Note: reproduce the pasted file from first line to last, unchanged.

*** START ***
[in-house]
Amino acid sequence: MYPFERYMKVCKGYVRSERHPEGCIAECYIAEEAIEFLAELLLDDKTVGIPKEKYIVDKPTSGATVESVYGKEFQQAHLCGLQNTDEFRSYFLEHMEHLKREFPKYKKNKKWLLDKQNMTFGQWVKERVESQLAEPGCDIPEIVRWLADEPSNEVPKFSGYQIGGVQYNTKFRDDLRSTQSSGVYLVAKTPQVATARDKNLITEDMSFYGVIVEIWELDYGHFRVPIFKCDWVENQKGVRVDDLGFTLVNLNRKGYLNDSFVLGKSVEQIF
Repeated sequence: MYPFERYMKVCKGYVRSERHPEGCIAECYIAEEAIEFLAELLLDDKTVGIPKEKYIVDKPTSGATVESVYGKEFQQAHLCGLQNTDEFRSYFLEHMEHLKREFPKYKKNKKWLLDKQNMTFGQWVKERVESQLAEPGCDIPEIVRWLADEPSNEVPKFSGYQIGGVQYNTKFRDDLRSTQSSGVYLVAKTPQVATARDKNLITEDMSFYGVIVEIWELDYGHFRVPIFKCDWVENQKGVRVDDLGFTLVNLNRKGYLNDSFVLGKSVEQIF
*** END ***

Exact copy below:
[in-house]
Amino acid sequence: MYPFERYMKVCKGYVRSERHPEGCIAECYIAEEAIEFLAELLLDDKTVGIPKEKYIVDKPTSGATVESVYGKEFQQAHLCGLQNTDEFRSYFLEHMEHLKREFPKYKKNKKWLLDKQNMTFGQWVKERVESQLAEPGCDIPEIVRWLADEPSNEVPKFSGYQIGGVQYNTKFRDDLRSTQSSGVYLVAKTPQVATARDKNLITEDMSFYGVIVEIWELDYGHFRVPIFKCDWVENQKGVRVDDLGFTLVNLNRKGYLNDSFVLGKSVEQIF
Repeated sequence: MYPFERYMKVCKGYVRSERHPEGCIAECYIAEEAIEFLAELLLDDKTVGIPKEKYIVDKPTSGATVESVYGKEFQQAHLCGLQNTDEFRSYFLEHMEHLKREFPKYKKNKKWLLDKQNMTFGQWVKERVESQLAEPGCDIPEIVRWLADEPSNEVPKFSGYQIGGVQYNTKFRDDLRSTQSSGVYLVAKTPQVATARDKNLITEDMSFYGVIVEIWELDYGHFRVPIFKCDWVENQKGVRVDDLGFTLVNLNRKGYLNDSFVLGKSVEQIF